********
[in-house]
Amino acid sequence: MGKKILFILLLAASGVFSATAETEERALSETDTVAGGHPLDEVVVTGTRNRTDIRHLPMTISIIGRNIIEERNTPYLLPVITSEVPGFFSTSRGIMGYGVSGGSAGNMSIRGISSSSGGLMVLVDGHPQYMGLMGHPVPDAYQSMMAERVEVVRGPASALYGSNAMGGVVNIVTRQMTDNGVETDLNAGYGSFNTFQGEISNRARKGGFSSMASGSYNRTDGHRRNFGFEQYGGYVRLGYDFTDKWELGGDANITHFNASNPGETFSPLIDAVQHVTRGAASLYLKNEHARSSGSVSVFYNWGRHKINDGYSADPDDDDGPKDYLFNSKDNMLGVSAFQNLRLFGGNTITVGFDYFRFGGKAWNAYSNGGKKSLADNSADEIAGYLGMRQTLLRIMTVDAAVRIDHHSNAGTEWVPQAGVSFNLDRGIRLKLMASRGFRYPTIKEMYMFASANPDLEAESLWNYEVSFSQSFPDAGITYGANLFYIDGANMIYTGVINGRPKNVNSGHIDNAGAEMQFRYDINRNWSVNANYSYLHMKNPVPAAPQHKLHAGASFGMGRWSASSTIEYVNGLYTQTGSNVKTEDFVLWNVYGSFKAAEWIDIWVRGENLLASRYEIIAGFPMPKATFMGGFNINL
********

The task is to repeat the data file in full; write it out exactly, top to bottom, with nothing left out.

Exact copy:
[in-house]
Amino acid sequence: MGKKILFILLLAASGVFSATAETEERALSETDTVAGGHPLDEVVVTGTRNRTDIRHLPMTISIIGRNIIEERNTPYLLPVITSEVPGFFSTSRGIMGYGVSGGSAGNMSIRGISSSSGGLMVLVDGHPQYMGLMGHPVPDAYQSMMAERVEVVRGPASALYGSNAMGGVVNIVTRQMTDNGVETDLNAGYGSFNTFQGEISNRARKGGFSSMASGSYNRTDGHRRNFGFEQYGGYVRLGYDFTDKWELGGDANITHFNASNPGETFSPLIDAVQHVTRGAASLYLKNEHARSSGSVSVFYNWGRHKINDGYSADPDDDDGPKDYLFNSKDNMLGVSAFQNLRLFGGNTITVGFDYFRFGGKAWNAYSNGGKKSLADNSADEIAGYLGMRQTLLRIMTVDAAVRIDHHSNAGTEWVPQAGVSFNLDRGIRLKLMASRGFRYPTIKEMYMFASANPDLEAESLWNYEVSFSQSFPDAGITYGANLFYIDGANMIYTGVINGRPKNVNSGHIDNAGAEMQFRYDINRNWSVNANYSYLHMKNPVPAAPQHKLHAGASFGMGRWSASSTIEYVNGLYTQTGSNVKTEDFVLWNVYGSFKAAEWIDIWVRGENLLASRYEIIAGFPMPKATFMGGFNINL